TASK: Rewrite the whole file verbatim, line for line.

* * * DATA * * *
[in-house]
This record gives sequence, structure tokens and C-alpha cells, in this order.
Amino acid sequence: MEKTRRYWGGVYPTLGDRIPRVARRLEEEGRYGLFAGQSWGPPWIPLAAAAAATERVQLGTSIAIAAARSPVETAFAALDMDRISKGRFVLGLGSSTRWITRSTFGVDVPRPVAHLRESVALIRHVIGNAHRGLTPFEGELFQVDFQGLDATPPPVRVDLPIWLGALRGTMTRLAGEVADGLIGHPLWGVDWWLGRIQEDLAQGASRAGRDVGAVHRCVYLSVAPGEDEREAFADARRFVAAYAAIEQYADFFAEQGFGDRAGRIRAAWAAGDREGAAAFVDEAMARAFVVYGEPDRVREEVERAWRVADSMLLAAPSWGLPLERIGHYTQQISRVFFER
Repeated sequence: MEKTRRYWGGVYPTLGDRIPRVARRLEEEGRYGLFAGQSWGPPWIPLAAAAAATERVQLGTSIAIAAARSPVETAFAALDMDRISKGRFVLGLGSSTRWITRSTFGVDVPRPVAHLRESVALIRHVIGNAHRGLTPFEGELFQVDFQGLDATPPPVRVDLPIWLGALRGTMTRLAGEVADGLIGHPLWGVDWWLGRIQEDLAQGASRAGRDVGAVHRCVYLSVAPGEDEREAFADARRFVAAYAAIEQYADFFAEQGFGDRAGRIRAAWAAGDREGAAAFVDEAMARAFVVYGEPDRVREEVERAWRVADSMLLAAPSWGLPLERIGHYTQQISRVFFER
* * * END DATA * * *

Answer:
[in-house]
This record gives sequence, structure tokens and C-alpha cells, in this order.
Amino acid sequence: MEKTRRYWGGVYPTLGDRIPRVARRLEEEGRYGLFAGQSWGPPWIPLAAAAAATERVQLGTSIAIAAARSPVETAFAALDMDRISKGRFVLGLGSSTRWITRSTFGVDVPRPVAHLRESVALIRHVIGNAHRGLTPFEGELFQVDFQGLDATPPPVRVDLPIWLGALRGTMTRLAGEVADGLIGHPLWGVDWWLGRIQEDLAQGASRAGRDVGAVHRCVYLSVAPGEDEREAFADARRFVAAYAAIEQYADFFAEQGFGDRAGRIRAAWAAGDREGAAAFVDEAMARAFVVYGEPDRVREEVERAWRVADSMLLAAPSWGLPLERIGHYTQQISRVFFER
Repeated sequence: MEKTRRYWGGVYPTLGDRIPRVARRLEEEGRYGLFAGQSWGPPWIPLAAAAAATERVQLGTSIAIAAARSPVETAFAALDMDRISKGRFVLGLGSSTRWITRSTFGVDVPRPVAHLRESVALIRHVIGNAHRGLTPFEGELFQVDFQGLDATPPPVRVDLPIWLGALRGTMTRLAGEVADGLIGHPLWGVDWWLGRIQEDLAQGASRAGRDVGAVHRCVYLSVAPGEDEREAFADARRFVAAYAAIEQYADFFAEQGFGDRAGRIRAAWAAGDREGAAAFVDEAMARAFVVYGEPDRVREEVERAWRVADSMLLAAPSWGLPLERIGHYTQQISRVFFER